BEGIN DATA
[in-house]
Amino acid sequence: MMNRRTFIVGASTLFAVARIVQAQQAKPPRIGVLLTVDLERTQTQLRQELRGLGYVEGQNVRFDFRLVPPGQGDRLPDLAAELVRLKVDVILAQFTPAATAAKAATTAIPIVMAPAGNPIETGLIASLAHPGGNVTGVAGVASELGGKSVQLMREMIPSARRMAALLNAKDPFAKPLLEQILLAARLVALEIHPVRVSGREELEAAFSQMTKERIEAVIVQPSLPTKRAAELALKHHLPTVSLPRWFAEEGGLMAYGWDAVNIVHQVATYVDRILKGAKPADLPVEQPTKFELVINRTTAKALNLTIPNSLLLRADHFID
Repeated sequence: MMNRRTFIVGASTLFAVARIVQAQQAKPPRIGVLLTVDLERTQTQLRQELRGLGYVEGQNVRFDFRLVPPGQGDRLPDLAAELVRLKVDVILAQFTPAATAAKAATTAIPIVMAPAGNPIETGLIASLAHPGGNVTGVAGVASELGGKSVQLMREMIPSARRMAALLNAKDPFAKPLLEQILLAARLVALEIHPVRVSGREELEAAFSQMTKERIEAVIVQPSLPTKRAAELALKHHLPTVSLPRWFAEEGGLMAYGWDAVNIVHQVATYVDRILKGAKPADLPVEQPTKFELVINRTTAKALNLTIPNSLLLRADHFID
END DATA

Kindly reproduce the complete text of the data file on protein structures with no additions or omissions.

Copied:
[in-house]
Amino acid sequence: MMNRRTFIVGASTLFAVARIVQAQQAKPPRIGVLLTVDLERTQTQLRQELRGLGYVEGQNVRFDFRLVPPGQGDRLPDLAAELVRLKVDVILAQFTPAATAAKAATTAIPIVMAPAGNPIETGLIASLAHPGGNVTGVAGVASELGGKSVQLMREMIPSARRMAALLNAKDPFAKPLLEQILLAARLVALEIHPVRVSGREELEAAFSQMTKERIEAVIVQPSLPTKRAAELALKHHLPTVSLPRWFAEEGGLMAYGWDAVNIVHQVATYVDRILKGAKPADLPVEQPTKFELVINRTTAKALNLTIPNSLLLRADHFID
Repeated sequence: MMNRRTFIVGASTLFAVARIVQAQQAKPPRIGVLLTVDLERTQTQLRQELRGLGYVEGQNVRFDFRLVPPGQGDRLPDLAAELVRLKVDVILAQFTPAATAAKAATTAIPIVMAPAGNPIETGLIASLAHPGGNVTGVAGVASELGGKSVQLMREMIPSARRMAALLNAKDPFAKPLLEQILLAARLVALEIHPVRVSGREELEAAFSQMTKERIEAVIVQPSLPTKRAAELALKHHLPTVSLPRWFAEEGGLMAYGWDAVNIVHQVATYVDRILKGAKPADLPVEQPTKFELVINRTTAKALNLTIPNSLLLRADHFID